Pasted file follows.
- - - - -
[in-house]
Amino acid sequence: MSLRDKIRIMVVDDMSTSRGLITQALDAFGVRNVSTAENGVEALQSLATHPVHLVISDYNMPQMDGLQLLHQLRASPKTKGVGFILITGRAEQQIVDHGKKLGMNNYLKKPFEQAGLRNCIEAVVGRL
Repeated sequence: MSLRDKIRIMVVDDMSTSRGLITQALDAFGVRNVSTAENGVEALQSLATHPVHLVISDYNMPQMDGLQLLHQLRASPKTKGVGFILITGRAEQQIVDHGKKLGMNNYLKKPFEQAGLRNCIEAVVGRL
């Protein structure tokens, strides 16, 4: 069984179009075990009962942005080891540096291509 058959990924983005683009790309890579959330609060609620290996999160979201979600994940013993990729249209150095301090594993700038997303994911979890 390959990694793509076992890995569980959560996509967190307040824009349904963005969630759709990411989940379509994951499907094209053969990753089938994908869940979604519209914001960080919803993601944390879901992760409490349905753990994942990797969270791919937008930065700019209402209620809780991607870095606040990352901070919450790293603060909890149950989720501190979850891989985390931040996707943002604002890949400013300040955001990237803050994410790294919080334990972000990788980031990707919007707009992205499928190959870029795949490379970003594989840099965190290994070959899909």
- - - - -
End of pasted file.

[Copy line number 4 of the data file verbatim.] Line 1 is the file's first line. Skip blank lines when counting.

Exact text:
């Protein structure tokens, strides 16, 4: 069984179009075990009962942005080891540096291509 058959990924983005683009790309890579959330609060609620290996999160979201979600994940013993990729249209150095301090594993700038997303994911979890 390959990694793509076992890995569980959560996509967190307040824009349904963005969630759709990411989940379509994951499907094209053969990753089938994908869940979604519209914001960080919803993601944390879901992760409490349905753990994942990797969270791919937008930065700019209402209620809780991607870095606040990352901070919450790293603060909890149950989720501190979850891989985390931040996707943002604002890949400013300040955001990237803050994410790294919080334990972000990788980031990707919007707009992205499928190959870029795949490379970003594989840099965190290994070959899909």